Inseven years together, Brooklyn’s The Antlers have created a quiet revolution inthought and sound with their harrowing and often haunted tales of loveunmoored, human frailty and emotional evisceration.
On Familiars,their fifth album, The Antlers — vocalist / guitarist Peter Silberman,multi-instrumentalist Darby Cicci, and drummer Michael Lerner — have resumedthe journey they began with 2009’s Hospice and continued over the next two albums BurstApartand Undersea, which found thetrio picking their way through a labyrinth of fear, doubt, love and lossagainst a backdrop of layered textural songs that were as deeply atmospheric asthey were anthemic.
Morehopeful in mood than its predecessors, the new album emanates a palpablerelease of despair and an almost operatic verve on nine songs that took shapeover the past year and a half.
Familiars movesthe Antlers’ emotional and spiritual odyssey further, alongside a palette ofsounds that soar and retreat under a canopy of electronic trappings and thesteady arrhythmic heartbeat of Lerner’s unnerving drumming. A choir of funerealhorns function as a second voice across the songs.
“Iwrote the trumpet arrangements as a sort of emotional antagonist,” explainsCicci. “In some ways it acts as more of conscience to an otherwise omniscientnarrator. Other times, it’s about giving a voice and personality to the dark,unsympathetic nature of reality – as an obstacle to the narrator’s quest forenlightenment.”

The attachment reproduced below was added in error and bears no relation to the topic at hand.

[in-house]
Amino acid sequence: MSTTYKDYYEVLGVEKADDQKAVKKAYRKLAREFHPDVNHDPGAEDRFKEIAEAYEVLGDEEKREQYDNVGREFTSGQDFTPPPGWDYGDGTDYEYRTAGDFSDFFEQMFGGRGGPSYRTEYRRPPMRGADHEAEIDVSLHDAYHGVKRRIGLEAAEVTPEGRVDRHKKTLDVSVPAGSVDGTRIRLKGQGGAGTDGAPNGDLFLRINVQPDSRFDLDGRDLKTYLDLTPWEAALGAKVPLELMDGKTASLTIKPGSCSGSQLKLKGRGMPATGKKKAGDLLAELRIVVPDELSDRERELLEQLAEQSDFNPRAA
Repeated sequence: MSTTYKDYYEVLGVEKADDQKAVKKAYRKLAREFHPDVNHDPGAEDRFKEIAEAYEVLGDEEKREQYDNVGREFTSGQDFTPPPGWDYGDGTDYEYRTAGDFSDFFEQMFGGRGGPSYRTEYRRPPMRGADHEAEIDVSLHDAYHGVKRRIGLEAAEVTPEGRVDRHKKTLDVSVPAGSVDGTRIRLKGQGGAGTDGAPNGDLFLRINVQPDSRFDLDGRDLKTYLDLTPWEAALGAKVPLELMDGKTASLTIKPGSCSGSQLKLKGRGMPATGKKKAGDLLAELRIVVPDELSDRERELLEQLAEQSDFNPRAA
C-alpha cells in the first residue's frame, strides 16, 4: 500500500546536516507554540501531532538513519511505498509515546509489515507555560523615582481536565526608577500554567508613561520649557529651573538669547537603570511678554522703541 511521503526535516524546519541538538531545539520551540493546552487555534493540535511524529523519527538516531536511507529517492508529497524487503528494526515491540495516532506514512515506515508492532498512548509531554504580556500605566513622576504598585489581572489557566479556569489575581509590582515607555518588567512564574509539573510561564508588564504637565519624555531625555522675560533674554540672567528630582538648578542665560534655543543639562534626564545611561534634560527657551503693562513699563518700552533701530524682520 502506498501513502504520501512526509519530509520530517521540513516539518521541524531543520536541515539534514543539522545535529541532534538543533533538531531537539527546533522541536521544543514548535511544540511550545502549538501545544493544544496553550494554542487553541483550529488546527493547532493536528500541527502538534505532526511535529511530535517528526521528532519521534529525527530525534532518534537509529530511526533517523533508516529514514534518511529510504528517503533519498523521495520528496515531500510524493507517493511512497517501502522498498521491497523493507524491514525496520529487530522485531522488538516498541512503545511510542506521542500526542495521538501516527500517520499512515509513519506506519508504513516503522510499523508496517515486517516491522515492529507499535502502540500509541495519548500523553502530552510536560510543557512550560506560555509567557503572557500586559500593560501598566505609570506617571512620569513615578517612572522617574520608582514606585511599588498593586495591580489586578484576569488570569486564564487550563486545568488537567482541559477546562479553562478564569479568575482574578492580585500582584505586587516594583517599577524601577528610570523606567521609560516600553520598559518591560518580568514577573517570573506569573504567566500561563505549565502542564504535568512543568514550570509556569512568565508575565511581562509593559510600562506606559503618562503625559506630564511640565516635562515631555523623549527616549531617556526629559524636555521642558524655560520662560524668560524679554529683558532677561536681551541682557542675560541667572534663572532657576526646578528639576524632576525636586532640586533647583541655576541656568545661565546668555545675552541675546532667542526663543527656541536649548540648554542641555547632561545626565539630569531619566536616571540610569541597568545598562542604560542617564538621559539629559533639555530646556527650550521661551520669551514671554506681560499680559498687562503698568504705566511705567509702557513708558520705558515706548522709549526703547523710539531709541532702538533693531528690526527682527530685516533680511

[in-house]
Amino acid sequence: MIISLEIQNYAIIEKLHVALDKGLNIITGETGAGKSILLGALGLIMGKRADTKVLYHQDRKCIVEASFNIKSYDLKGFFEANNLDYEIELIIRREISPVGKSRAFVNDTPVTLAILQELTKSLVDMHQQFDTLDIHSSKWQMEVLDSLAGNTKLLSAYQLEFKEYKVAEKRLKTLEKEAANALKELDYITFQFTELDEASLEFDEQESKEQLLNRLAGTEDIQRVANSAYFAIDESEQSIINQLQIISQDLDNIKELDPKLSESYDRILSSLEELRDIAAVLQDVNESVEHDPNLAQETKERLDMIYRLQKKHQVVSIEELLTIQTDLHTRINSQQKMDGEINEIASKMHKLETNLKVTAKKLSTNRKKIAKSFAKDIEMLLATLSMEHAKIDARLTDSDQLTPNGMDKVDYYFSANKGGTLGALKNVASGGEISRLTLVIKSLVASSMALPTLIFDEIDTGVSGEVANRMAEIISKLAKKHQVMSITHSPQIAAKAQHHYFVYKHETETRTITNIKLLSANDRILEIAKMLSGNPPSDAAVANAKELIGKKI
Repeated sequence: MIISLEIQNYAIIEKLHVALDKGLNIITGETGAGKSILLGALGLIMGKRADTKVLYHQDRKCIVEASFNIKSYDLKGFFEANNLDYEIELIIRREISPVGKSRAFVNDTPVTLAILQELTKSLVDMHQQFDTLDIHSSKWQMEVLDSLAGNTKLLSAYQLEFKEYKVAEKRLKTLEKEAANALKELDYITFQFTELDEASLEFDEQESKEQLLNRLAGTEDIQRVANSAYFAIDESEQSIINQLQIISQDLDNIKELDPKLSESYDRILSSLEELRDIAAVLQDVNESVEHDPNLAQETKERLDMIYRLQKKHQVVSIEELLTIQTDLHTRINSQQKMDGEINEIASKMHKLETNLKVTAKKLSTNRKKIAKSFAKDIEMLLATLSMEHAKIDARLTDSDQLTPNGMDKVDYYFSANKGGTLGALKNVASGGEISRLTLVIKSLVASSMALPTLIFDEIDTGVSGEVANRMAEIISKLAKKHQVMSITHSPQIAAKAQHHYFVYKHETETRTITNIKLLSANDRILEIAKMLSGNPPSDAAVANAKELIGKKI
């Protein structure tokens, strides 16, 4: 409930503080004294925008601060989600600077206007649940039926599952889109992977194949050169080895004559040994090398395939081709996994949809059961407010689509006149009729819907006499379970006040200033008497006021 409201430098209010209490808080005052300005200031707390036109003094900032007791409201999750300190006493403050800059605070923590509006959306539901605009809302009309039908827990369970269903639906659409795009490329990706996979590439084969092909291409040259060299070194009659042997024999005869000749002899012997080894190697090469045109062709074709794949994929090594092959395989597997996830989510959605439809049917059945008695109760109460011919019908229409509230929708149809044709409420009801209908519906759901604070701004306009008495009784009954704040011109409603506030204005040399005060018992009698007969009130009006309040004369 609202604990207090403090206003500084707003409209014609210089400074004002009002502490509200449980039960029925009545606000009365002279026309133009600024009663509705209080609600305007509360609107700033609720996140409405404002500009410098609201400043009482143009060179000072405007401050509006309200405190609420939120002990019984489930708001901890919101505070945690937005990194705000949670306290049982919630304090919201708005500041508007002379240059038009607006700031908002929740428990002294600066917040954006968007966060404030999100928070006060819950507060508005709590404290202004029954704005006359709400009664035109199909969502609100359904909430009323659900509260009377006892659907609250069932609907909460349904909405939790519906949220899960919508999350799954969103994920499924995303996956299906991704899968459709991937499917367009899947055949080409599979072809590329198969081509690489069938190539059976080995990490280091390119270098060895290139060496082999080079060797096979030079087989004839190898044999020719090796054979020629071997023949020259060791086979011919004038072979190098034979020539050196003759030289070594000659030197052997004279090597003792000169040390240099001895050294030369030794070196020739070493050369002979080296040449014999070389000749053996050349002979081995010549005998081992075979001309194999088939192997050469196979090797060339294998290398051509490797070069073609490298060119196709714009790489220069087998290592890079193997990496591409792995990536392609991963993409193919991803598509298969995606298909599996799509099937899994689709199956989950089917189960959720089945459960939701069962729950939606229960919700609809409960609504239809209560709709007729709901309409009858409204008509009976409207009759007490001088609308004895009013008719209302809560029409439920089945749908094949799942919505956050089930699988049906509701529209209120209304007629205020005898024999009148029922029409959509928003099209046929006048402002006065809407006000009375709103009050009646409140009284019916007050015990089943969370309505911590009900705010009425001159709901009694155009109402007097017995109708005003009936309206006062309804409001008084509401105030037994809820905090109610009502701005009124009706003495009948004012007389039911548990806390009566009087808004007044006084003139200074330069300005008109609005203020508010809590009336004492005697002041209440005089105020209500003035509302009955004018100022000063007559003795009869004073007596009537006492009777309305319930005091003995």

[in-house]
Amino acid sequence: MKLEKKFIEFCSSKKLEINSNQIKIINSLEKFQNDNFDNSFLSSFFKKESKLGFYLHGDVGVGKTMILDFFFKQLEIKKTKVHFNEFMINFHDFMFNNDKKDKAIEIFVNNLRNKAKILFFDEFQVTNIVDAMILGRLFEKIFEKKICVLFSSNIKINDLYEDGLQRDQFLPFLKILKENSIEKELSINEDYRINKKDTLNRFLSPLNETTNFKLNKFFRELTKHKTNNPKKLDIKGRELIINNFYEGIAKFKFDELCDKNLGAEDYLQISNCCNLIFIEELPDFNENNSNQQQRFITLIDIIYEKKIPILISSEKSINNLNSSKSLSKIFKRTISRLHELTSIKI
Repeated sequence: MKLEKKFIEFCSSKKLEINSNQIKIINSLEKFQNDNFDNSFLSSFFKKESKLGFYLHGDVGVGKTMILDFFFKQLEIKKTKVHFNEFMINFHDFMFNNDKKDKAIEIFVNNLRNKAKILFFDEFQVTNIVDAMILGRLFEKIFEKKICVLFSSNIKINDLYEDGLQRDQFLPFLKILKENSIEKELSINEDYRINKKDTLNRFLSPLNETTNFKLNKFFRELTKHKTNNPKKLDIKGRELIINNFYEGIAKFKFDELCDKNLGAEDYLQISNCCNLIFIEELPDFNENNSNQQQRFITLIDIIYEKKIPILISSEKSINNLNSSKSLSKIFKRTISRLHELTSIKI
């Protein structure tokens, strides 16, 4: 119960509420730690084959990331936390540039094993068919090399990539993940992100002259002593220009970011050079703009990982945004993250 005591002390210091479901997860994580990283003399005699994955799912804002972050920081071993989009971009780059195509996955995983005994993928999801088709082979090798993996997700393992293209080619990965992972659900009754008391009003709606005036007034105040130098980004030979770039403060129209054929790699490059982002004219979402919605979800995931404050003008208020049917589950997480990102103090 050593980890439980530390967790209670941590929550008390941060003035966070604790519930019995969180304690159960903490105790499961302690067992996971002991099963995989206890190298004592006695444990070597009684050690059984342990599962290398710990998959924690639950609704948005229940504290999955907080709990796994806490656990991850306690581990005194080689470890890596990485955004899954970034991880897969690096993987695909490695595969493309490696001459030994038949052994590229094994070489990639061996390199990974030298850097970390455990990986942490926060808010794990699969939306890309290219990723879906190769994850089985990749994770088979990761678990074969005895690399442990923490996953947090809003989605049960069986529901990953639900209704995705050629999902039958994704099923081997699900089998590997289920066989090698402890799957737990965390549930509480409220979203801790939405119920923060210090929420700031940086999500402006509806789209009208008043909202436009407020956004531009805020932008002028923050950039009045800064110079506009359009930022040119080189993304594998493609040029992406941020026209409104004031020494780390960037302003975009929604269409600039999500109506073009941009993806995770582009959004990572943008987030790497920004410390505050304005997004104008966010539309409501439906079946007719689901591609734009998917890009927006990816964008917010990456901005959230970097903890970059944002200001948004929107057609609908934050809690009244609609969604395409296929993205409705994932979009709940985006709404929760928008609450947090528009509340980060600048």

Thisduality is a persistent force throughout the record, guiding an exploration ofthe divided self and giving rise to the idea of a Familiar — rather like aguardian angel, your shadow, or your consciousness.
“Ifthere was ever a time when you felt completely lost and you were able to appearto yourself, to give yourself advice and shed light on your situation, whatwould that be like?” asks Silberman.
Familiars notonly shows what that would be like, it demonstrates how that’s achieved overthe arc of nine songs.
“Iwanted to explore that conversation we’re constantly having with ourselvesthroughout our lives. So I began to write and sing as two sides of the sameperson, as estranged twins trying to find each other in a shared mind, andeventually traveling together through a maze of malleable memories.”
“Forawhile, I’ve been focused on what it means to be present, and how difficultthat can be, living in a world created by your past. The past can be acomfortingly painful place, and it’s easy to get stuck there. In that sense, Ithink of Familiars as a rescue mission.”
Ittook The Antlers a year and a half to transform that world into a symbolic andmusical language. Recorded by the band at their studio in Brooklyn, Familiars represents an evolution in the band’smusicianship and creative process.
“I’mnot sure we really were having any kind of synchronicity back when we startedthe record. We came together into that through the recording,” says Cicci.
“Webecame really obsessed with Alice Coltrane’s Journey in Satchidananda,Charles Mingus’ The Black Saint and The Sinner Lady,and Miles Davis’ Bitches Brew,” he adds.“In the context of starting a record, they represented an almost spiritualself-expression, fugue-like repetition of themes, and the liberation of usingpure discovery as a finished work.”
“Wewanted to connect to the humanity of music from the past,” adds Silberman. “Tocapture grace and the heart within those performances.”
Sothis time around The Antlers made a soul record in the truest sense of theword. Sure, they inundated themselves with Al Green, Nina Simone, and TheMemphis Boys, but really they were making music about that mysterious andineffable part of yourself. The metaphysics behind the physics: They found thatthey had made a record that was able to express the unseen.